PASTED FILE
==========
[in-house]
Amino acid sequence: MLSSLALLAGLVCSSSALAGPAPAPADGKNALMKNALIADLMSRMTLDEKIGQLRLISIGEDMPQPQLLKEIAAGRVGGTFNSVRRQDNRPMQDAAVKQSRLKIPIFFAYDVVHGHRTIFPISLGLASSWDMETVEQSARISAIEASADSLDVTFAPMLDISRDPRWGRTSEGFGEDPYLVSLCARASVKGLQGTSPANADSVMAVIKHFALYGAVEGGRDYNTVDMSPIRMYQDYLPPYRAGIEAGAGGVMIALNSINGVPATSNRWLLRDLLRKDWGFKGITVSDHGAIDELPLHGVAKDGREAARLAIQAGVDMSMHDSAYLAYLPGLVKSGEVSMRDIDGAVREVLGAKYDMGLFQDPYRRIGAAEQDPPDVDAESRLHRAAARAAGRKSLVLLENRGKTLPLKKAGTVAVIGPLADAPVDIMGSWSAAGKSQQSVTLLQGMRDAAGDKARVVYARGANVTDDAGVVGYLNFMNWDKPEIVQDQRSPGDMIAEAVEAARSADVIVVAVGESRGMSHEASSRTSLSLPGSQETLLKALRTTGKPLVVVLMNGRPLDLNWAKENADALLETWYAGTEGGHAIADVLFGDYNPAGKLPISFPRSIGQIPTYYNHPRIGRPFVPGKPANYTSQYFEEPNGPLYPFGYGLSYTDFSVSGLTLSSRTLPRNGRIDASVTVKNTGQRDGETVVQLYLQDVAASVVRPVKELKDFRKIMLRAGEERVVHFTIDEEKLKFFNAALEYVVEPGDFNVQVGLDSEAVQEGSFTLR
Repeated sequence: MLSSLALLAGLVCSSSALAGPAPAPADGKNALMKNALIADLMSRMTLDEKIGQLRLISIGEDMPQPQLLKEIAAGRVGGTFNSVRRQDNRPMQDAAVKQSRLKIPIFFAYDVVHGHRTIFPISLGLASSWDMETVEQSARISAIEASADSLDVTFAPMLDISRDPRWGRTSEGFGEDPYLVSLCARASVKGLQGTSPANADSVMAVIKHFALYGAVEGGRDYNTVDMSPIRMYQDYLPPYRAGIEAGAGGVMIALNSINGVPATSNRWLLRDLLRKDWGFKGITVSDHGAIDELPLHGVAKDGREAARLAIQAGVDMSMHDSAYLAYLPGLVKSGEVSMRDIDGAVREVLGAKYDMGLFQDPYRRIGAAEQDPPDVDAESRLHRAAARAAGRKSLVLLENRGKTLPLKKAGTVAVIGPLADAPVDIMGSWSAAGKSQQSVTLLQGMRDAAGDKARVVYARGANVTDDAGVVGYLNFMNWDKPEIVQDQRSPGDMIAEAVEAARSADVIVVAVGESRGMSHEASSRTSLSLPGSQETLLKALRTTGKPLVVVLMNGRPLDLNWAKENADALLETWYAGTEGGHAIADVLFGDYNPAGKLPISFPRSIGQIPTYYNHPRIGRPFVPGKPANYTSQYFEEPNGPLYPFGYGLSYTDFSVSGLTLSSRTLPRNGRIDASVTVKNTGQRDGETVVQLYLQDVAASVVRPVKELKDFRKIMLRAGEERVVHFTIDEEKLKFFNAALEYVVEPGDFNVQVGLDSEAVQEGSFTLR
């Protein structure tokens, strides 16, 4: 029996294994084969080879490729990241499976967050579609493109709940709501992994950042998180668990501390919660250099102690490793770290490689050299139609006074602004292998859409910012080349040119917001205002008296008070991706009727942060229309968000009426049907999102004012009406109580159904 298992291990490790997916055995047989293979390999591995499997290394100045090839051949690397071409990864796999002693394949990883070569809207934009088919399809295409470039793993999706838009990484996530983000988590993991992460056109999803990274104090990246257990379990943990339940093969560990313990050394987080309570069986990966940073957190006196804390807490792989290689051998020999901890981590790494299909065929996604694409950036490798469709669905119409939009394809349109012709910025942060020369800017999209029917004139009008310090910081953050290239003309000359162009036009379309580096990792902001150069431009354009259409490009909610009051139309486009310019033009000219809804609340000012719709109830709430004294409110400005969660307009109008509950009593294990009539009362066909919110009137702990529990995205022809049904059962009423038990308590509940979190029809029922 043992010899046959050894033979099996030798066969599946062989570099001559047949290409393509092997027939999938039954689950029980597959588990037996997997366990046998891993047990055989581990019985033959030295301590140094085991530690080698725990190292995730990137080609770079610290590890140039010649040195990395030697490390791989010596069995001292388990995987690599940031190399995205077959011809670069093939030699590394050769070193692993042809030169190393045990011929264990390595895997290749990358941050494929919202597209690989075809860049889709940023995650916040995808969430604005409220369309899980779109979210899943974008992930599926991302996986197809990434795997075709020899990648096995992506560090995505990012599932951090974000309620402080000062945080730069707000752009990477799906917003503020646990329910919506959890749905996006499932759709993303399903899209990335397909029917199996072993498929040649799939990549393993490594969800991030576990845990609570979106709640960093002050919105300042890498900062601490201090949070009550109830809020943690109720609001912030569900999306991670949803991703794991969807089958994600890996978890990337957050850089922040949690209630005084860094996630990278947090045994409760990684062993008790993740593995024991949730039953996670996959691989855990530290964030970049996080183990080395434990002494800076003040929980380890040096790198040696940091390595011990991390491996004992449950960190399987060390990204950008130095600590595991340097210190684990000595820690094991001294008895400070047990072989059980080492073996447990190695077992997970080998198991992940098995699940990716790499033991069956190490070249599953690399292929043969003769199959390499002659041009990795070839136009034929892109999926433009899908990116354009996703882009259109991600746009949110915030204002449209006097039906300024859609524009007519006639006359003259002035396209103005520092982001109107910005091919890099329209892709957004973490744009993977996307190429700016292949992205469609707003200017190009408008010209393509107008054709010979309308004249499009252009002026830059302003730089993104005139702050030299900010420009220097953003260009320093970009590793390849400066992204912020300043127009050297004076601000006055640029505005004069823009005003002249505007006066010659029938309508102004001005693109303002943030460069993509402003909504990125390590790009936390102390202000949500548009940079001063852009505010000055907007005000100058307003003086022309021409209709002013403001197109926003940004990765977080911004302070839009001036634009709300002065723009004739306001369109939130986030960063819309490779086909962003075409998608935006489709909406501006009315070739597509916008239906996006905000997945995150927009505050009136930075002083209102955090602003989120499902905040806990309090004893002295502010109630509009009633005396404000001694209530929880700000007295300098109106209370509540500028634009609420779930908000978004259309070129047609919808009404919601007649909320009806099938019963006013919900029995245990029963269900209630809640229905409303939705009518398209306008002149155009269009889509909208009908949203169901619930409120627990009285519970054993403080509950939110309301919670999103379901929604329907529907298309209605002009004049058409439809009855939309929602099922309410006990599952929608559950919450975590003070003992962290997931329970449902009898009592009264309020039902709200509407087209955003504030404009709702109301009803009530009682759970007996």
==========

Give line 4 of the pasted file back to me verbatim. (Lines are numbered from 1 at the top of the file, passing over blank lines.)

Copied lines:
């Protein structure tokens, strides 16, 4: 029996294994084969080879490729990241499976967050579609493109709940709501992994950042998180668990501390919660250099102690490793770290490689050299139609006074602004292998859409910012080349040119917001205002008296008070991706009727942060229309968000009426049907999102004012009406109580159904 298992291990490790997916055995047989293979390999591995499997290394100045090839051949690397071409990864796999002693394949990883070569809207934009088919399809295409470039793993999706838009990484996530983000988590993991992460056109999803990274104090990246257990379990943990339940093969560990313990050394987080309570069986990966940073957190006196804390807490792989290689051998020999901890981590790494299909065929996604694409950036490798469709669905119409939009394809349109012709910025942060020369800017999209029917004139009008310090910081953050290239003309000359162009036009379309580096990792902001150069431009354009259409490009909610009051139309486009310019033009000219809804609340000012719709109830709430004294409110400005969660307009109008509950009593294990009539009362066909919110009137702990529990995205022809049904059962009423038990308590509940979190029809029922 043992010899046959050894033979099996030798066969599946062989570099001559047949290409393509092997027939999938039954689950029980597959588990037996997997366990046998891993047990055989581990019985033959030295301590140094085991530690080698725990190292995730990137080609770079610290590890140039010649040195990395030697490390791989010596069995001292388990995987690599940031190399995205077959011809670069093939030699590394050769070193692993042809030169190393045990011929264990390595895997290749990358941050494929919202597209690989075809860049889709940023995650916040995808969430604005409220369309899980779109979210899943974008992930599926991302996986197809990434795997075709020899990648096995992506560090995505990012599932951090974000309620402080000062945080730069707000752009990477799906917003503020646990329910919506959890749905996006499932759709993303399903899209990335397909029917199996072993498929040649799939990549393993490594969800991030576990845990609570979106709640960093002050919105300042890498900062601490201090949070009550109830809020943690109720609001912030569900999306991670949803991703794991969807089958994600890996978890990337957050850089922040949690209630005084860094996630990278947090045994409760990684062993008790993740593995024991949730039953996670996959691989855990530290964030970049996080183990080395434990002494800076003040929980380890040096790198040696940091390595011990991390491996004992449950960190399987060390990204950008130095600590595991340097210190684990000595820690094991001294008895400070047990072989059980080492073996447990190695077992997970080998198991992940098995699940990716790499033991069956190490070249599953690399292929043969003769199959390499002659041009990795070839136009034929892109999926433009899908990116354009996703882009259109991600746009949110915030204002449209006097039906300024859609524009007519006639006359003259002035396209103005520092982001109107910005091919890099329209892709957004973490744009993977996307190429700016292949992205469609707003200017190009408008010209393509107008054709010979309308004249499009252009002026830059302003730089993104005139702050030299900010420009220097953003260009320093970009590793390849400066992204912020300043127009050297004076601000006055640029505005004069823009005003002249505007006066010659029938309508102004001005693109303002943030460069993509402003909504990125390590790009936390102390202000949500548009940079001063852009505010000055907007005000100058307003003086022309021409209709002013403001197109926003940004990765977080911004302070839009001036634009709300002065723009004739306001369109939130986030960063819309490779086909962003075409998608935006489709909406501006009315070739597509916008239906996006905000997945995150927009505050009136930075002083209102955090602003989120499902905040806990309090004893002295502010109630509009009633005396404000001694209530929880700000007295300098109106209370509540500028634009609420779930908000978004259309070129047609919808009404919601007649909320009806099938019963006013919900029995245990029963269900209630809640229905409303939705009518398209306008002149155009269009889509909208009908949203169901619930409120627990009285519970054993403080509950939110309301919670999103379901929604329907529907298309209605002009004049058409439809009855939309929602099922309410006990599952929608559950919450975590003070003992962290997931329970449902009898009592009264309020039902709200509407087209955003504030404009709702109301009803009530009682759970007996």